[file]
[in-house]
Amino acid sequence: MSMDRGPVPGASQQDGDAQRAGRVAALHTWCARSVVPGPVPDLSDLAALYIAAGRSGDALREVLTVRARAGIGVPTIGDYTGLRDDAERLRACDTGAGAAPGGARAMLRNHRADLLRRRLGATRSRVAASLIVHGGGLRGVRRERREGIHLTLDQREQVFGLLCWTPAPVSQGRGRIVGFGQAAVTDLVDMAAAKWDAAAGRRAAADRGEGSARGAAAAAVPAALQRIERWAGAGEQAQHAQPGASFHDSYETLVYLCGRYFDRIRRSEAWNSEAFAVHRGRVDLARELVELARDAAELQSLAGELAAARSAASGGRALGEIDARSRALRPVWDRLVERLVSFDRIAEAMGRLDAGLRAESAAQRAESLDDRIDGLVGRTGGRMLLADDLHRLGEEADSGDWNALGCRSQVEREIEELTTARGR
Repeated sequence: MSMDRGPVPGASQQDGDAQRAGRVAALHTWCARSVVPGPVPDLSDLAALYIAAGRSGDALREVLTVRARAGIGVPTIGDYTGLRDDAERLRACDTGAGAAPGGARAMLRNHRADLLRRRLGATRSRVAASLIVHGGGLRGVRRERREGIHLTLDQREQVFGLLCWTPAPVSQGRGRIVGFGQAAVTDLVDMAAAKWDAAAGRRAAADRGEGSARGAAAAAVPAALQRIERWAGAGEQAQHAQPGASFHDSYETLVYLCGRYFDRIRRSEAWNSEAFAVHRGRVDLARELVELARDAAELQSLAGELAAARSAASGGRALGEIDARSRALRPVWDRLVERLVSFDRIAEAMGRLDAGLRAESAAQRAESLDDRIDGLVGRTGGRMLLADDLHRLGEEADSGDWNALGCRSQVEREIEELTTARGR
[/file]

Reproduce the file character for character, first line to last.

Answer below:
[in-house]
Amino acid sequence: MSMDRGPVPGASQQDGDAQRAGRVAALHTWCARSVVPGPVPDLSDLAALYIAAGRSGDALREVLTVRARAGIGVPTIGDYTGLRDDAERLRACDTGAGAAPGGARAMLRNHRADLLRRRLGATRSRVAASLIVHGGGLRGVRRERREGIHLTLDQREQVFGLLCWTPAPVSQGRGRIVGFGQAAVTDLVDMAAAKWDAAAGRRAAADRGEGSARGAAAAAVPAALQRIERWAGAGEQAQHAQPGASFHDSYETLVYLCGRYFDRIRRSEAWNSEAFAVHRGRVDLARELVELARDAAELQSLAGELAAARSAASGGRALGEIDARSRALRPVWDRLVERLVSFDRIAEAMGRLDAGLRAESAAQRAESLDDRIDGLVGRTGGRMLLADDLHRLGEEADSGDWNALGCRSQVEREIEELTTARGR
Repeated sequence: MSMDRGPVPGASQQDGDAQRAGRVAALHTWCARSVVPGPVPDLSDLAALYIAAGRSGDALREVLTVRARAGIGVPTIGDYTGLRDDAERLRACDTGAGAAPGGARAMLRNHRADLLRRRLGATRSRVAASLIVHGGGLRGVRRERREGIHLTLDQREQVFGLLCWTPAPVSQGRGRIVGFGQAAVTDLVDMAAAKWDAAAGRRAAADRGEGSARGAAAAAVPAALQRIERWAGAGEQAQHAQPGASFHDSYETLVYLCGRYFDRIRRSEAWNSEAFAVHRGRVDLARELVELARDAAELQSLAGELAAARSAASGGRALGEIDARSRALRPVWDRLVERLVSFDRIAEAMGRLDAGLRAESAAQRAESLDDRIDGLVGRTGGRMLLADDLHRLGEEADSGDWNALGCRSQVEREIEELTTARGR